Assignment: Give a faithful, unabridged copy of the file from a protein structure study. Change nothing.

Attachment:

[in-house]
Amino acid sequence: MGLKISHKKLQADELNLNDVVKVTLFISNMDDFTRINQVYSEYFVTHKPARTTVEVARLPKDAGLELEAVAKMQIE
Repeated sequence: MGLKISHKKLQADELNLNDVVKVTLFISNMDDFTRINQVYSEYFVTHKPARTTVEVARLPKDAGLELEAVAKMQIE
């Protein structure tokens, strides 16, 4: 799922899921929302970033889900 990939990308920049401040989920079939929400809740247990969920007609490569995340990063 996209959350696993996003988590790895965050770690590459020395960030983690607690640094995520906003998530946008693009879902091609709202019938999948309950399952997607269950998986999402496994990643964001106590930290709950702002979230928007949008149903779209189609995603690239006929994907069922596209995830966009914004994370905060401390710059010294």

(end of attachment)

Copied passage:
[in-house]
Amino acid sequence: MGLKISHKKLQADELNLNDVVKVTLFISNMDDFTRINQVYSEYFVTHKPARTTVEVARLPKDAGLELEAVAKMQIE
Repeated sequence: MGLKISHKKLQADELNLNDVVKVTLFISNMDDFTRINQVYSEYFVTHKPARTTVEVARLPKDAGLELEAVAKMQIE
């Protein structure tokens, strides 16, 4: 799922899921929302970033889900 990939990308920049401040989920079939929400809740247990969920007609490569995340990063 996209959350696993996003988590790895965050770690590459020395960030983690607690640094995520906003998530946008693009879902091609709202019938999948309950399952997607269950998986999402496994990643964001106590930290709950702002979230928007949008149903779209189609995603690239006929994907069922596209995830966009914004994370905060401390710059010294």